Good odds simply means that the odds you have to call are better than the odds of making your hand. For example, if you have a flush draw and face an all-in bet on the flop, you will have a roughly 40% chance of making your flush and winning. That 40% is around 3:2, so if you have to call a bet of $200 to win $300 or more, you're getting good odds and should call.

What are the odds of flopping a set?

If you have a pocket pair, you will flop a set roughly one time in nine.

What are the odds of flopping a flush?

If you have two suited cards, you will flop a flush roughly one time in 118. You'll flop a flush draw around one in ten times.

What are the odds of being dealt pocket aces?

On average, you'll be dealt pocket aces once every 220 hands.

What are the odds of winning poker?

Some common poker hand odds are open-ended straight draws at 4.8:1, four to a flush at 4.1:1, inside straight (belly buster) at 10.5:1, one pair drawing to two pairs or trips at 8.2:1, overcards on a ragged board on the turn at 6.7:1, drawing to a set at 22:1, and drawing to X outs at (46-X) / X:1.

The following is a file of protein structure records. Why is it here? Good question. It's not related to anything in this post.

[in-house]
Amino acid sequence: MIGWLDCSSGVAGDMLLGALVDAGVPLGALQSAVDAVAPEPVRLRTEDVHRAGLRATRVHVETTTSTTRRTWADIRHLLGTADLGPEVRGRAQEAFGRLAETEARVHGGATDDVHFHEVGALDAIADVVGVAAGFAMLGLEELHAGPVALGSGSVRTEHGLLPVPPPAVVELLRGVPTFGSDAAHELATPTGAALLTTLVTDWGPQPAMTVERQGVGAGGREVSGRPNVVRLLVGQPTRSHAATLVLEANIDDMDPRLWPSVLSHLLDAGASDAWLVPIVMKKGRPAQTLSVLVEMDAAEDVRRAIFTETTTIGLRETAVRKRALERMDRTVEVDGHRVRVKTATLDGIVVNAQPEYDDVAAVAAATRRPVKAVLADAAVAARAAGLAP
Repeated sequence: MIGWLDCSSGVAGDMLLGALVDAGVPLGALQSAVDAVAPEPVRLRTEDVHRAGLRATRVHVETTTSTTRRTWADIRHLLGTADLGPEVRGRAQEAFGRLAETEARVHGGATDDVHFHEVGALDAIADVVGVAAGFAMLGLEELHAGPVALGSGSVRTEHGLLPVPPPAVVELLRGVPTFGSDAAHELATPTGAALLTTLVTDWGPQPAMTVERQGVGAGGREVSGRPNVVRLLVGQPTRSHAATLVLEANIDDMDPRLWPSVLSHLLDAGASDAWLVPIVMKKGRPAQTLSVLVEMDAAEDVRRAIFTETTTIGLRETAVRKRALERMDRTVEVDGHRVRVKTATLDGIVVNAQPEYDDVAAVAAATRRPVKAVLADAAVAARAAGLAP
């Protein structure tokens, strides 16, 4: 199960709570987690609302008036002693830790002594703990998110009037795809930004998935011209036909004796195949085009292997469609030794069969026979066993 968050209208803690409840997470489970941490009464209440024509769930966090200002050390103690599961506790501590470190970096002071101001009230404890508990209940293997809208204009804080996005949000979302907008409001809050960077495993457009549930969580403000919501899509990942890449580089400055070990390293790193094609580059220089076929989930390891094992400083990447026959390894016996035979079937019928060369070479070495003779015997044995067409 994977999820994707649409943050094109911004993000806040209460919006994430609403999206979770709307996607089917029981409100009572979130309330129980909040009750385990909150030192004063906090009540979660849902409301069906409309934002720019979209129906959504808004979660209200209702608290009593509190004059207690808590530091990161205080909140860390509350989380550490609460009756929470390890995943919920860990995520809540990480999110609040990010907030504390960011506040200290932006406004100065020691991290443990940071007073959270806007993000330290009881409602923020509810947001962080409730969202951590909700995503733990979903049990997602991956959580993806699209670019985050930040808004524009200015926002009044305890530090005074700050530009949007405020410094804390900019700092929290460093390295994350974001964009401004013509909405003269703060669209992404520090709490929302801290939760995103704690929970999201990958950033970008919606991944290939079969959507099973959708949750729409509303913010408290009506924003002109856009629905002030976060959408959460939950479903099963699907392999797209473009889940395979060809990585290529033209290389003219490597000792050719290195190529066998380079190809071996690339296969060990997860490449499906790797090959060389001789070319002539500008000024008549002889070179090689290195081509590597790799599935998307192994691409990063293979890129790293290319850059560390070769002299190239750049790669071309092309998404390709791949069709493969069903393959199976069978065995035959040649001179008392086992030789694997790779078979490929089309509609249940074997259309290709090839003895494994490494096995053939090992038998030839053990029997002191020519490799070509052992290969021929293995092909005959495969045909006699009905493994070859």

How do the odds change with more players?

The more players that are involved in the hand, the lower your chances of winning the pot - even if you're a favorite. For example, the most powerful starting Hold'em hand is pocket aces. If you're up against a random hand, you'll be a huge 85% favorite. If you're up against five random hands, you'll still be a huge favorite, but you'll only win the pot 49% of the time.

On top of that, the more players in the pot, the higher the chances that they hold some of your outs. If two players have flush draws, they only have seven outs (not nine) to hit their flush and one of them will lose a big pot!